A day in par­adise

Gor­don Seabright


Food, as we know from the pas­sions ex­cited by de­bates over whether it’s jam first (ob­vi­ously) or cream first on your scone, or whether to top crimp or side crimp your pasties, is a se­ri­ous busi­ness in Corn­wall. We feel the same at Eden.

For a start, we do our best to source our in­gre­di­ents lo­cally. We grow some of them our­selves, at our nurs­ery a few miles away at Pen­te­wan. This year our team there will pro­duce four or five tonnes of her­itage toma­toes, cu­cum­bers, herbs, chill­ies and salad leaves to be used by Eden’s chefs in our cafés and res­tau­rants. My favourite Eden grown item is the cu­camelon, reg­u­larly seen in tweets from din­ers in the Mediter­ranean Ter­race restau­rant (the one in­side the Biome) as they go on­line to find out what this strange fruit/ veg­etable is!

We’re proud that more than 90 per cent of the money we spend on food and drink is spent with busi­nesses in Corn­wall and Devon; all our meat, dairy and eggs come from just a few miles away. That’s im­por­tant to Eden for a num­ber of rea­sons. We’re com­mit­ted to sup­port­ing the Cor­nish econ­omy – well over 2,000 jobs are de­pen­dent on Eden, and it’s our re­spon­si­bil­ity as good neigh­bours to sup­port lo­cal sup­pli­ers. Sourc­ing our seafood lo­cally means that we can be con­fi­dent that we’re buy­ing from sus­tain­able fish­eries. And per­haps most im­por­tant of all, you just can’t beat the qual­ity of pro­duce from Corn­wall – why would we look else­where?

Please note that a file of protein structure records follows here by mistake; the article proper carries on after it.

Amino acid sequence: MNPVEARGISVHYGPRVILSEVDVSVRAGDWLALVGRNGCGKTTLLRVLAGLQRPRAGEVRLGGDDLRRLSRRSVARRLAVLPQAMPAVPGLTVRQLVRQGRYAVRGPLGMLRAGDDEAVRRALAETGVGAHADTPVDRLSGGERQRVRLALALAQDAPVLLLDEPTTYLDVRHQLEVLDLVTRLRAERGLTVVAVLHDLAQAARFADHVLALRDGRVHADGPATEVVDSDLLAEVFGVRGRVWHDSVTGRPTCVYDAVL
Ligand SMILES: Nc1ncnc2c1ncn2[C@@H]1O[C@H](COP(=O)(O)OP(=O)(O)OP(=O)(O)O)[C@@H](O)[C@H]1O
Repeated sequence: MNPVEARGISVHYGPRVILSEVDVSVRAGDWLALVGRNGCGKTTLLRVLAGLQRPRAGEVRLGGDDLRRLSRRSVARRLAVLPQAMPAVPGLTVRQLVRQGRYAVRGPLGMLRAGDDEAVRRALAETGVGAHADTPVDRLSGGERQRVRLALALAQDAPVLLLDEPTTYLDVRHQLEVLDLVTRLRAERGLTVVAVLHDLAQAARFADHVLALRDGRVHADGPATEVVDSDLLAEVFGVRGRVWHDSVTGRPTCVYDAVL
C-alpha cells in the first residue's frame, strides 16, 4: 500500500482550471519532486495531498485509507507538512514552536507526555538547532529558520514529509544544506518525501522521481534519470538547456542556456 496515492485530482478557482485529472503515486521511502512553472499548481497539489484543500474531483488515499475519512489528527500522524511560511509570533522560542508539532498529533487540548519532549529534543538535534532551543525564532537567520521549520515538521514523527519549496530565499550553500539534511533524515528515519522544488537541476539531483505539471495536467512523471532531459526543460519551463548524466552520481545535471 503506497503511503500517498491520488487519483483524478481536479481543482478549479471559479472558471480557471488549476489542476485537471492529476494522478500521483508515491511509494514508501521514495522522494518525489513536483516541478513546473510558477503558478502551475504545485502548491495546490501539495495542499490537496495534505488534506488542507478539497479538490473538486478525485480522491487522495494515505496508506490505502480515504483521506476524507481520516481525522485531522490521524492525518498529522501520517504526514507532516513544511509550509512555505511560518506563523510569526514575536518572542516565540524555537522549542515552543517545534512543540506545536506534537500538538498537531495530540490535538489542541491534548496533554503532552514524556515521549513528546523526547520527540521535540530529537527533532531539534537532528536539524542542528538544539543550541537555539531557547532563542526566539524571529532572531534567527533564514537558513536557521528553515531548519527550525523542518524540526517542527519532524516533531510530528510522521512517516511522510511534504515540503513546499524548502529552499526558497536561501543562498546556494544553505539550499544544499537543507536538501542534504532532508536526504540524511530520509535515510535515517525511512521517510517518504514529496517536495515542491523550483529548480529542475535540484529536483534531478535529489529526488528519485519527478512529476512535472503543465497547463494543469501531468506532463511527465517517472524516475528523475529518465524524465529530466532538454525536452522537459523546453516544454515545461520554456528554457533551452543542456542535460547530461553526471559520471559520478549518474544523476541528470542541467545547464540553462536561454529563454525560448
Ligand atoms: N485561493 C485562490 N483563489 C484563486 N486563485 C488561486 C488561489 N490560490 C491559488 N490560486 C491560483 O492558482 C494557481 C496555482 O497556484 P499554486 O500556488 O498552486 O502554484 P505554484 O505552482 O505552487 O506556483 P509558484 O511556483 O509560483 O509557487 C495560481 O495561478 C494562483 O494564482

But Eden has an­other im­por­tant in­ter­est in food. As an en­vi­ron­men­tal move­ment, we’re pro­foundly con­cerned about one of the world’s great is­sues – how are we go­ing to feed our planet? By the mid­dle of this cen­tury, there could be as many as ten bil­lion peo­ple on Earth. Mean­while, be­cause we don’t look af­ter soil prop­erly, there may now be fewer than 100 pro­duc­tive har­vests to come from our cur­rent farm­land. Th­ese are huge chal­lenges, and we’re work­ing with sci­en­tists around the world to come up with so­lu­tions.

One of those chal­lenges is a se­ri­ous threat to the whole of the world’s ba­nana crop. A dis­ease called Fusar­ium wilt has al­ready de­stroyed tens of thou­sands of hectares of ba­nana plan­ta­tions. It’s a soil borne dis­ease, and there are no ef­fec­tive treat­ments – and all the mod­ern ba­nana cul­ti­vars are fall­ing vic­tim. That’s bad news for those of us who love ba­nanas, but ter­ri­ble news in coun­tries like Uganda where most peo­ple rely on them for nu­tri­tion.

With our part­ners at Univer­sity of Ex­eter, the Eden sci­en­tists are look­ing at a way of in­ter­crop­ping ba­nanas with Chi­nese chives – this seems to sup­press the dis­ease, and we’re ex­plor­ing how the mi­crobes in the soil are af­fected, what fungi might help to pro­tect the plants, and whether there are genes in Eden’s ba­nana col­lec­tion that might pro­vide re­sis­tance to the dis­ease. Isn’t it amaz­ing to think that the Biomes of Corn­wall’s Eden might pro­vide so­lu­tions to help us feed the whole world?

eden­pro­ject.com @GSeabright

‘We’re pro­foundly con­cerned about one of the world’s great is­sues – how are we go­ing to feed our planet?’

ABOVE:En­joy un­usual pro­duce at the Eden Project. Pho­to­graph: Emily Whit­field-Wicks

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